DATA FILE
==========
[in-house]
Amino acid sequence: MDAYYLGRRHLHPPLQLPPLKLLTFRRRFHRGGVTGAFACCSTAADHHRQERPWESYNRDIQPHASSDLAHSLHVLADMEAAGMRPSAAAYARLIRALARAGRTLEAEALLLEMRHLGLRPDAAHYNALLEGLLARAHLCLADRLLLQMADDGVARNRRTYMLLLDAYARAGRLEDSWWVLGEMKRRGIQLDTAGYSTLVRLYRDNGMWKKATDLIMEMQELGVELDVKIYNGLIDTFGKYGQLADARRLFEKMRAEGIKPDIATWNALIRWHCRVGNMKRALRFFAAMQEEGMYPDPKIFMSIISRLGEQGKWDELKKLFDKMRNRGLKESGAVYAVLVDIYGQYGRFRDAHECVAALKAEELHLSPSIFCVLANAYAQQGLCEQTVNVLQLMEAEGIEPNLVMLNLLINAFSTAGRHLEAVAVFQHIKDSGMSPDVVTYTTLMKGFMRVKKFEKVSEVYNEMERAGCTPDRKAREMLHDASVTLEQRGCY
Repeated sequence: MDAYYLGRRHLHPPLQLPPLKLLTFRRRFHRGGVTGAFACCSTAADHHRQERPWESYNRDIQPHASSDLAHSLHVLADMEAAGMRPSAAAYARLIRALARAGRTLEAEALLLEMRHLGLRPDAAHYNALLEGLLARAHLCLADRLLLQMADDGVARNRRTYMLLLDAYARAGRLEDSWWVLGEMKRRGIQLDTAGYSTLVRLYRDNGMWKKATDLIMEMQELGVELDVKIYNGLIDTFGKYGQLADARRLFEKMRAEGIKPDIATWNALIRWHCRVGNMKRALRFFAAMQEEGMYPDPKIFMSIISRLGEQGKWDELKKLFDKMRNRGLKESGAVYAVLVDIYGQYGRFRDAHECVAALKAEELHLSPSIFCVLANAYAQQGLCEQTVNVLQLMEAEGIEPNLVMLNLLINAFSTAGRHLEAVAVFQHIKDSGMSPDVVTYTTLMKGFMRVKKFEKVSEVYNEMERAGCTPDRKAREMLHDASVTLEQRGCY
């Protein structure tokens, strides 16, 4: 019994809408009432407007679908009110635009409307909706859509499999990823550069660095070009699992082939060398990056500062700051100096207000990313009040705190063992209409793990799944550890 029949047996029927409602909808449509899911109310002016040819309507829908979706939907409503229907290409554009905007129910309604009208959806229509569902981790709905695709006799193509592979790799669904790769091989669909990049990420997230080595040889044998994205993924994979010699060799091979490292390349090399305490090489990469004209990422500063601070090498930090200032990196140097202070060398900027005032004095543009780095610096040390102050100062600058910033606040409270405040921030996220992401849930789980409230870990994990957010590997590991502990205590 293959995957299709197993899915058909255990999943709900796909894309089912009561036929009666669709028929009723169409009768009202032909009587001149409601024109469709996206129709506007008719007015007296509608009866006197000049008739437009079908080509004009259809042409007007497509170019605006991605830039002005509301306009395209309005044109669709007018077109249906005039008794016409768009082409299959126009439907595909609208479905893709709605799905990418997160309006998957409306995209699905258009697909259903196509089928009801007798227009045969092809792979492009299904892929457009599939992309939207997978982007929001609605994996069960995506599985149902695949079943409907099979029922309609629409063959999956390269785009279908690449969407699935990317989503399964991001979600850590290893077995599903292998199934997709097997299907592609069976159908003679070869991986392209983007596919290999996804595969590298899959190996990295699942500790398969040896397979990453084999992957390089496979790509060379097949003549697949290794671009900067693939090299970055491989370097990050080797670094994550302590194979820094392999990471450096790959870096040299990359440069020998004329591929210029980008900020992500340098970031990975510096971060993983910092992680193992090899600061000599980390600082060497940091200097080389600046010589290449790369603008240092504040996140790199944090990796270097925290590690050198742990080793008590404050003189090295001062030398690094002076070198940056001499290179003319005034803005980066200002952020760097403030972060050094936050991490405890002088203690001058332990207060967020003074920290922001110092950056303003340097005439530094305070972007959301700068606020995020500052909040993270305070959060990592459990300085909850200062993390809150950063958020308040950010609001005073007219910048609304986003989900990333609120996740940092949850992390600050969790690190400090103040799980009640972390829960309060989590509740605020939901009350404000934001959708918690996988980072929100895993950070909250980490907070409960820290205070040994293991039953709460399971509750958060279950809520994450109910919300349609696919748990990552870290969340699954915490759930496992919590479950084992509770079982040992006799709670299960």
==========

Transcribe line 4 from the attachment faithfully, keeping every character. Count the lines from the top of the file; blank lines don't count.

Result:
């Protein structure tokens, strides 16, 4: 019994809408009432407007679908009110635009409307909706859509499999990823550069660095070009699992082939060398990056500062700051100096207000990313009040705190063992209409793990799944550890 029949047996029927409602909808449509899911109310002016040819309507829908979706939907409503229907290409554009905007129910309604009208959806229509569902981790709905695709006799193509592979790799669904790769091989669909990049990420997230080595040889044998994205993924994979010699060799091979490292390349090399305490090489990469004209990422500063601070090498930090200032990196140097202070060398900027005032004095543009780095610096040390102050100062600058910033606040409270405040921030996220992401849930789980409230870990994990957010590997590991502990205590 293959995957299709197993899915058909255990999943709900796909894309089912009561036929009666669709028929009723169409009768009202032909009587001149409601024109469709996206129709506007008719007015007296509608009866006197000049008739437009079908080509004009259809042409007007497509170019605006991605830039002005509301306009395209309005044109669709007018077109249906005039008794016409768009082409299959126009439907595909609208479905893709709605799905990418997160309006998957409306995209699905258009697909259903196509089928009801007798227009045969092809792979492009299904892929457009599939992309939207997978982007929001609605994996069960995506599985149902695949079943409907099979029922309609629409063959999956390269785009279908690449969407699935990317989503399964991001979600850590290893077995599903292998199934997709097997299907592609069976159908003679070869991986392209983007596919290999996804595969590298899959190996990295699942500790398969040896397979990453084999992957390089496979790509060379097949003549697949290794671009900067693939090299970055491989370097990050080797670094994550302590194979820094392999990471450096790959870096040299990359440069020998004329591929210029980008900020992500340098970031990975510096971060993983910092992680193992090899600061000599980390600082060497940091200097080389600046010589290449790369603008240092504040996140790199944090990796270097925290590690050198742990080793008590404050003189090295001062030398690094002076070198940056001499290179003319005034803005980066200002952020760097403030972060050094936050991490405890002088203690001058332990207060967020003074920290922001110092950056303003340097005439530094305070972007959301700068606020995020500052909040993270305070959060990592459990300085909850200062993390809150950063958020308040950010609001005073007219910048609304986003989900990333609120996740940092949850992390600050969790690190400090103040799980009640972390829960309060989590509740605020939901009350404000934001959708918690996988980072929100895993950070909250980490907070409960820290205070040994293991039953709460399971509750958060279950809520994450109910919300349609696919748990990552870290969340699954915490759930496992919590479950084992509770079982040992006799709670299960």